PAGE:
Urban gardener: Currying flavour
Saturday 19 April 2008
If I was only allowed to grow one vegetable at the allotment this year it would be tinda, a small round gourd some 5-8cm in diameter and a native to India. Tinda, which is Punjabi for "Indian Baby Pumpkin", is not too dissimilar to a small apple or green tomato and makes the most delicious curry. I was introduced to it last year by Davinder Singh, our guide during a visit to Simla in the Himalayas. He was the only other vegetarian in our group and had the uncanny knack of sniffing out tinda anywhere, be it in a restaurant or a private residence. If it wasn't on the menu, a quiet word in the waiter's ear was all that was necessary, the extra wait a small price to pay for this gastronomic bonanza. The taste, lighter and sharper than the squash we normally grow, had a freshness about it, the piquancy providing a welcome change to the curries we were used to.
I'm not quite obsessed with it, but if the Kastoori in Tooting, south London (my favourite Indian restaurant in the cosmos) ever has it on the menu I will buy extra portions to take home and freeze. I will also be scouring some of the local Indian grocers, the only shops likely to stock it from late May onwards. In the meantime, though, it makes sense to see if we can grow it, so I've placed an order with an American company, Seeds of India ( www.seedsofindia.com). They have it down as Citrullus vulgaris, but experts among you will know that this is the Latin name for watermelon. Nevertheless, they offer an exciting range of exotic vegetables, including bittergourd, ridgegourd and ash gourd. But one step at a time – if I manage to grow tinda successfully, I'll let you know.
Squash is a staple for us during winter as it stores so well. There are over 100 different types but we only ever have room to grow two or three varieties each year, such as uchiki kuri, blue hubbard and butternut. Occasionally we'll throw in the smaller Jack Be Little to scramble wherever it can get a grip. To grow them well you need space for the long stems to trail (either in a circle or off-piste) and take root along the way, maximising their ability to take up nutrients. They are greedy feeders and some of our best crops have come from planting them directly into a mature compost heap. That doesn't mean to say that spatially challenged urban gardeners without allotments can't have a slice of the action, as squash can be trained to grow skywards either from the ground or from large containers – provided extra care is taken to provide the sustenance they need (well-rotted, home-made compost is best, and water). Support is needed either by trellis or a wigwam arrangement of bamboo poles and, if you have the right place for it, an arbour or pergola can make an interesting, albeit temporary feature. The smaller varieties obviously place less demand on the plant's fragile stems.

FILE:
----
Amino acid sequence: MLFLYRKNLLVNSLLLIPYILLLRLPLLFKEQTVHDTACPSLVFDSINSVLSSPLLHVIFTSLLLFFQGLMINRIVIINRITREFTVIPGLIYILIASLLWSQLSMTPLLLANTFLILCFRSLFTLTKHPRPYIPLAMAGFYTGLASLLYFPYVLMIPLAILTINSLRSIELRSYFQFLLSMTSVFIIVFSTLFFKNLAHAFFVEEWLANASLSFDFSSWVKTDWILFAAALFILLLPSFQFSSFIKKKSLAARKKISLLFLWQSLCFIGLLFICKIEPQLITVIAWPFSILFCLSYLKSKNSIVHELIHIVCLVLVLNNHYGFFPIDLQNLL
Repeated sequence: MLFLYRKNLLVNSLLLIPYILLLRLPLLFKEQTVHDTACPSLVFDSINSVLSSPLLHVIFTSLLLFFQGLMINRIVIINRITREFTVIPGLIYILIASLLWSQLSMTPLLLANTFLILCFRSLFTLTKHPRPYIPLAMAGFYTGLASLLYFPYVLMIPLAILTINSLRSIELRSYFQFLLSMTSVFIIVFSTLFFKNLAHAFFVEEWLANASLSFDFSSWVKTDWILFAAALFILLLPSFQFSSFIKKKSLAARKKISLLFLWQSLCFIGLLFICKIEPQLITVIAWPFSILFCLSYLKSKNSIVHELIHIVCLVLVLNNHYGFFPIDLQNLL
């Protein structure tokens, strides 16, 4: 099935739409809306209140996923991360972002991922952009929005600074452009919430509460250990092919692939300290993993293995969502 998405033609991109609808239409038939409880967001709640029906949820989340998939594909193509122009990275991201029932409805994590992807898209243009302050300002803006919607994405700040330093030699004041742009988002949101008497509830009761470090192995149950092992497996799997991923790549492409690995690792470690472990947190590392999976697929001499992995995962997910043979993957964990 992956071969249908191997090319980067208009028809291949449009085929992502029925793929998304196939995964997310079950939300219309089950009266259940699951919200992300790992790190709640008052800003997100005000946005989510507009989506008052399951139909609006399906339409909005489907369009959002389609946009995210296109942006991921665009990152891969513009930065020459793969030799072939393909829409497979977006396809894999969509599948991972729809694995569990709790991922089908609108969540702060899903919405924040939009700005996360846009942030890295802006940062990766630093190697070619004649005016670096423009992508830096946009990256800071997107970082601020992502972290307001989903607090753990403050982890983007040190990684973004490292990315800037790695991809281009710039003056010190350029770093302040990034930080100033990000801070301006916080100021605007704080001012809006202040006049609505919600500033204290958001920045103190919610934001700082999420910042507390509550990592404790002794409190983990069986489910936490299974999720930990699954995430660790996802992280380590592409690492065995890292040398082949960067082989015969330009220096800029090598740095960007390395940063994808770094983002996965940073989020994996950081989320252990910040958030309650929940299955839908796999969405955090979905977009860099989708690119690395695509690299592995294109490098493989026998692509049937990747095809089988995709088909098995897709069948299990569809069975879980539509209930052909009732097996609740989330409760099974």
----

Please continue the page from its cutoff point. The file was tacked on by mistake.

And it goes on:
Squash falls within the cucurbit family, which includes courgette, marrow, cucumber and melon. They are some of the easiest vegetables to grow and are often recommended for novices at the allotment as the large leaves help shade out weeds, making lighter work in the first season. The significance of this shouldn't be underestimated, as much hinges on the first encounter with vegetable growing if it is to become a lifetime's habit.
The impatient gardener may already have a range of squash germinating in the greenhouse, but we have learnt to bide our time and sow our seed towards the end of this month in two-litre pots so that they will be ready for planting at the end of May when cold nights are retreating. Squash dislikes any sort of check in growth, which is why a sudden drop in temperature can leave them sulking for days and susceptible to mildew and attack by slugs. Large squash can be encouraged by pinching out flowers or embryonic fruit, allowing just three to mature. A good soak once a week is far better than little and often, and leaves can be cut to allow sunshine through to ripen the skin for winter storage. I've no idea how well tinda will store, but if I manage to grow them, storage will be the last thing on my mind.
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